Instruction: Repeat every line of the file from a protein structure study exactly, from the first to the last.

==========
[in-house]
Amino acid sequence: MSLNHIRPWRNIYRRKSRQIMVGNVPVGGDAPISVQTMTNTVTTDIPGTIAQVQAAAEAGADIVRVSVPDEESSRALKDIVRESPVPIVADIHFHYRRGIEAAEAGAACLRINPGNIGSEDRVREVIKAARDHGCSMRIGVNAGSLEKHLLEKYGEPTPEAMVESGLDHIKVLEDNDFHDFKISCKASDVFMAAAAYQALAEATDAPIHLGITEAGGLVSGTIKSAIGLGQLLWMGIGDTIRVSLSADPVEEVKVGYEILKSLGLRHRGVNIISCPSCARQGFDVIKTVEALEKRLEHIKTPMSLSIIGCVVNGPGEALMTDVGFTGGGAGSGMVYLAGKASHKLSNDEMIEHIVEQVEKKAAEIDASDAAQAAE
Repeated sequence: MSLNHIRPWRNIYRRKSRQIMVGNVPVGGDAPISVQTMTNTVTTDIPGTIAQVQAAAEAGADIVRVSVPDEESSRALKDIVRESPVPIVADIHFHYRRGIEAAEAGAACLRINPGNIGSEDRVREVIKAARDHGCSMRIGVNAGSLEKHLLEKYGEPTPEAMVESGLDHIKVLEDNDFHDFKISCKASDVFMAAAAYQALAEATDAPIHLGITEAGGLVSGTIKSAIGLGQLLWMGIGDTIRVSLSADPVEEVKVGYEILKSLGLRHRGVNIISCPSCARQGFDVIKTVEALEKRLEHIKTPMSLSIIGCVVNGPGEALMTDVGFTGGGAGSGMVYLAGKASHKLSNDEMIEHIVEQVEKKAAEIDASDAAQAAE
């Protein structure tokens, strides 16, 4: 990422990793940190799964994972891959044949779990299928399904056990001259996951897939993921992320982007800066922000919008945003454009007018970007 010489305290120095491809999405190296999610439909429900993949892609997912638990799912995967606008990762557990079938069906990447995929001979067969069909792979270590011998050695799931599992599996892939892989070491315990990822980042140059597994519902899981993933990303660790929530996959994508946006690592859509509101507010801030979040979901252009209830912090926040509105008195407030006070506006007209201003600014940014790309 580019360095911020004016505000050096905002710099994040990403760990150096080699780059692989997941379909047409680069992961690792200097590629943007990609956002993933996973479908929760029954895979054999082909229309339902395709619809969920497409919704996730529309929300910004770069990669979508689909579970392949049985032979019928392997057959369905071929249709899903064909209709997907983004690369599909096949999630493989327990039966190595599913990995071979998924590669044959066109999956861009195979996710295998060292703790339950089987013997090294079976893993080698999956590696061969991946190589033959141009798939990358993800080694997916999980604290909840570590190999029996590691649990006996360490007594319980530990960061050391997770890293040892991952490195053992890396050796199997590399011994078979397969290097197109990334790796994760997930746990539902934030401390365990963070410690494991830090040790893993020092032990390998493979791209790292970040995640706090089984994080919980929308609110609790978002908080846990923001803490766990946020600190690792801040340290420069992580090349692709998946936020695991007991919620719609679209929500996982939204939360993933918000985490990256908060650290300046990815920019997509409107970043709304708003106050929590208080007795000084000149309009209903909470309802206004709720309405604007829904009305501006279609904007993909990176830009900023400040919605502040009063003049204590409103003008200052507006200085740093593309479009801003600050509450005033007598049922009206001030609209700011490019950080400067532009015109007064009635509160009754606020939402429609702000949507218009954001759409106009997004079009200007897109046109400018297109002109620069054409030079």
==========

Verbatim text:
[in-house]
Amino acid sequence: MSLNHIRPWRNIYRRKSRQIMVGNVPVGGDAPISVQTMTNTVTTDIPGTIAQVQAAAEAGADIVRVSVPDEESSRALKDIVRESPVPIVADIHFHYRRGIEAAEAGAACLRINPGNIGSEDRVREVIKAARDHGCSMRIGVNAGSLEKHLLEKYGEPTPEAMVESGLDHIKVLEDNDFHDFKISCKASDVFMAAAAYQALAEATDAPIHLGITEAGGLVSGTIKSAIGLGQLLWMGIGDTIRVSLSADPVEEVKVGYEILKSLGLRHRGVNIISCPSCARQGFDVIKTVEALEKRLEHIKTPMSLSIIGCVVNGPGEALMTDVGFTGGGAGSGMVYLAGKASHKLSNDEMIEHIVEQVEKKAAEIDASDAAQAAE
Repeated sequence: MSLNHIRPWRNIYRRKSRQIMVGNVPVGGDAPISVQTMTNTVTTDIPGTIAQVQAAAEAGADIVRVSVPDEESSRALKDIVRESPVPIVADIHFHYRRGIEAAEAGAACLRINPGNIGSEDRVREVIKAARDHGCSMRIGVNAGSLEKHLLEKYGEPTPEAMVESGLDHIKVLEDNDFHDFKISCKASDVFMAAAAYQALAEATDAPIHLGITEAGGLVSGTIKSAIGLGQLLWMGIGDTIRVSLSADPVEEVKVGYEILKSLGLRHRGVNIISCPSCARQGFDVIKTVEALEKRLEHIKTPMSLSIIGCVVNGPGEALMTDVGFTGGGAGSGMVYLAGKASHKLSNDEMIEHIVEQVEKKAAEIDASDAAQAAE
């Protein structure tokens, strides 16, 4: 990422990793940190799964994972891959044949779990299928399904056990001259996951897939993921992320982007800066922000919008945003454009007018970007 010489305290120095491809999405190296999610439909429900993949892609997912638990799912995967606008990762557990079938069906990447995929001979067969069909792979270590011998050695799931599992599996892939892989070491315990990822980042140059597994519902899981993933990303660790929530996959994508946006690592859509509101507010801030979040979901252009209830912090926040509105008195407030006070506006007209201003600014940014790309 580019360095911020004016505000050096905002710099994040990403760990150096080699780059692989997941379909047409680069992961690792200097590629943007990609956002993933996973479908929760029954895979054999082909229309339902395709619809969920497409919704996730529309929300910004770069990669979508689909579970392949049985032979019928392997057959369905071929249709899903064909209709997907983004690369599909096949999630493989327990039966190595599913990995071979998924590669044959066109999956861009195979996710295998060292703790339950089987013997090294079976893993080698999956590696061969991946190589033959141009798939990358993800080694997916999980604290909840570590190999029996590691649990006996360490007594319980530990960061050391997770890293040892991952490195053992890396050796199997590399011994078979397969290097197109990334790796994760997930746990539902934030401390365990963070410690494991830090040790893993020092032990390998493979791209790292970040995640706090089984994080919980929308609110609790978002908080846990923001803490766990946020600190690792801040340290420069992580090349692709998946936020695991007991919620719609679209929500996982939204939360993933918000985490990256908060650290300046990815920019997509409107970043709304708003106050929590208080007795000084000149309009209903909470309802206004709720309405604007829904009305501006279609904007993909990176830009900023400040919605502040009063003049204590409103003008200052507006200085740093593309479009801003600050509450005033007598049922009206001030609209700011490019950080400067532009015109007064009635509160009754606020939402429609702000949507218009954001759409106009997004079009200007897109046109400018297109002109620069054409030079």